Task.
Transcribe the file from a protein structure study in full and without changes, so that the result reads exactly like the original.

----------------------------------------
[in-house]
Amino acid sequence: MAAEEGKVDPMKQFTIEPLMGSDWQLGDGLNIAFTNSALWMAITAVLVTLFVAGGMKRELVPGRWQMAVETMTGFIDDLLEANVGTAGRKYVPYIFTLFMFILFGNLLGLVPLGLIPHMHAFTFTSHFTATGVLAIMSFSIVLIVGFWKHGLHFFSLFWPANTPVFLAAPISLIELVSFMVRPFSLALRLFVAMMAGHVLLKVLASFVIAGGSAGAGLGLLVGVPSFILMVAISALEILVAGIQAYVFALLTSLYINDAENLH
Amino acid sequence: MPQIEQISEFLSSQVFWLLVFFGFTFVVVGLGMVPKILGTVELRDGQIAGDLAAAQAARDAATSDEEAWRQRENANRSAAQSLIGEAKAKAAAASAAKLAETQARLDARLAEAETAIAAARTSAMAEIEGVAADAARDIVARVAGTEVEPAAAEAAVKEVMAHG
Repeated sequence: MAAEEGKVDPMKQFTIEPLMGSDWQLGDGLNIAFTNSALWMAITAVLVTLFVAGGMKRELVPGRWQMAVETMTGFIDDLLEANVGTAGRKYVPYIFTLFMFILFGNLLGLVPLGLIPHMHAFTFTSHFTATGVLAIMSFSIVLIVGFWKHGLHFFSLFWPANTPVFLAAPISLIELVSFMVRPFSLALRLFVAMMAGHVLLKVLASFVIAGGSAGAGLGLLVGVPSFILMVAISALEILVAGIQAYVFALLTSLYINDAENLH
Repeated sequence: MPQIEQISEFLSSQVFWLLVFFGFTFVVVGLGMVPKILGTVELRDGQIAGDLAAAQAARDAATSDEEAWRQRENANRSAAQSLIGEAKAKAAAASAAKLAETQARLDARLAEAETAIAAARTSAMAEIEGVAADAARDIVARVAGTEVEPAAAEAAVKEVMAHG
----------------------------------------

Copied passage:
[in-house]
Amino acid sequence: MAAEEGKVDPMKQFTIEPLMGSDWQLGDGLNIAFTNSALWMAITAVLVTLFVAGGMKRELVPGRWQMAVETMTGFIDDLLEANVGTAGRKYVPYIFTLFMFILFGNLLGLVPLGLIPHMHAFTFTSHFTATGVLAIMSFSIVLIVGFWKHGLHFFSLFWPANTPVFLAAPISLIELVSFMVRPFSLALRLFVAMMAGHVLLKVLASFVIAGGSAGAGLGLLVGVPSFILMVAISALEILVAGIQAYVFALLTSLYINDAENLH
Amino acid sequence: MPQIEQISEFLSSQVFWLLVFFGFTFVVVGLGMVPKILGTVELRDGQIAGDLAAAQAARDAATSDEEAWRQRENANRSAAQSLIGEAKAKAAAASAAKLAETQARLDARLAEAETAIAAARTSAMAEIEGVAADAARDIVARVAGTEVEPAAAEAAVKEVMAHG
Repeated sequence: MAAEEGKVDPMKQFTIEPLMGSDWQLGDGLNIAFTNSALWMAITAVLVTLFVAGGMKRELVPGRWQMAVETMTGFIDDLLEANVGTAGRKYVPYIFTLFMFILFGNLLGLVPLGLIPHMHAFTFTSHFTATGVLAIMSFSIVLIVGFWKHGLHFFSLFWPANTPVFLAAPISLIELVSFMVRPFSLALRLFVAMMAGHVLLKVLASFVIAGGSAGAGLGLLVGVPSFILMVAISALEILVAGIQAYVFALLTSLYINDAENLH
Repeated sequence: MPQIEQISEFLSSQVFWLLVFFGFTFVVVGLGMVPKILGTVELRDGQIAGDLAAAQAARDAATSDEEAWRQRENANRSAAQSLIGEAKAKAAAASAAKLAETQARLDARLAEAETAIAAARTSAMAEIEGVAADAARDIVARVAGTEVEPAAAEAAVKEVMAHG